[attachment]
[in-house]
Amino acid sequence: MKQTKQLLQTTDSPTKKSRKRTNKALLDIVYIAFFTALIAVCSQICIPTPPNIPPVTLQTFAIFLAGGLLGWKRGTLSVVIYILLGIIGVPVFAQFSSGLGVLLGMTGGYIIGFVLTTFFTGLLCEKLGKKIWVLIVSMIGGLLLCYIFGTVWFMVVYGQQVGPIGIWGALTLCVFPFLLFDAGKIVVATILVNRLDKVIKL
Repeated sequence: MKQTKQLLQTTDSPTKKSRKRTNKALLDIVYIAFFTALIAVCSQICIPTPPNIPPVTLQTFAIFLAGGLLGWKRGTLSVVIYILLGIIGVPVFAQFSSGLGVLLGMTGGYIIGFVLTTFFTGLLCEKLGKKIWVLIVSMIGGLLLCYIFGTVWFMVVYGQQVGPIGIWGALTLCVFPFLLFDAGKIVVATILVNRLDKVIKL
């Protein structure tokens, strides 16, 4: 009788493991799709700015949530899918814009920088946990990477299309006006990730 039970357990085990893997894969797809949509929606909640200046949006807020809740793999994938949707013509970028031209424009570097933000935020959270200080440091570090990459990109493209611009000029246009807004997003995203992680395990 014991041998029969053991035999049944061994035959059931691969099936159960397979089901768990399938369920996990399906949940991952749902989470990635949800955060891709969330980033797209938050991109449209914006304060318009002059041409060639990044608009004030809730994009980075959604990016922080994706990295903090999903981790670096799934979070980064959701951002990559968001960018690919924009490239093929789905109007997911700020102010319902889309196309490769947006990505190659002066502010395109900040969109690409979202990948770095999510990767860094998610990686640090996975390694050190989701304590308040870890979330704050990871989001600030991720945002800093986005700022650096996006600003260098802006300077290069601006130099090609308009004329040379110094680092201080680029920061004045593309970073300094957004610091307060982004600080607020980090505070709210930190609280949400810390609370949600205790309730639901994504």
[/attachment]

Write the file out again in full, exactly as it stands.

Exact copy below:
[in-house]
Amino acid sequence: MKQTKQLLQTTDSPTKKSRKRTNKALLDIVYIAFFTALIAVCSQICIPTPPNIPPVTLQTFAIFLAGGLLGWKRGTLSVVIYILLGIIGVPVFAQFSSGLGVLLGMTGGYIIGFVLTTFFTGLLCEKLGKKIWVLIVSMIGGLLLCYIFGTVWFMVVYGQQVGPIGIWGALTLCVFPFLLFDAGKIVVATILVNRLDKVIKL
Repeated sequence: MKQTKQLLQTTDSPTKKSRKRTNKALLDIVYIAFFTALIAVCSQICIPTPPNIPPVTLQTFAIFLAGGLLGWKRGTLSVVIYILLGIIGVPVFAQFSSGLGVLLGMTGGYIIGFVLTTFFTGLLCEKLGKKIWVLIVSMIGGLLLCYIFGTVWFMVVYGQQVGPIGIWGALTLCVFPFLLFDAGKIVVATILVNRLDKVIKL
């Protein structure tokens, strides 16, 4: 009788493991799709700015949530899918814009920088946990990477299309006006990730 039970357990085990893997894969797809949509929606909640200046949006807020809740793999994938949707013509970028031209424009570097933000935020959270200080440091570090990459990109493209611009000029246009807004997003995203992680395990 014991041998029969053991035999049944061994035959059931691969099936159960397979089901768990399938369920996990399906949940991952749902989470990635949800955060891709969330980033797209938050991109449209914006304060318009002059041409060639990044608009004030809730994009980075959604990016922080994706990295903090999903981790670096799934979070980064959701951002990559968001960018690919924009490239093929789905109007997911700020102010319902889309196309490769947006990505190659002066502010395109900040969109690409979202990948770095999510990767860094998610990686640090996975390694050190989701304590308040870890979330704050990871989001600030991720945002800093986005700022650096996006600003260098802006300077290069601006130099090609308009004329040379110094680092201080680029920061004045593309970073300094957004610091307060982004600080607020980090505070709210930190609280949400810390609370949600205790309730639901994504």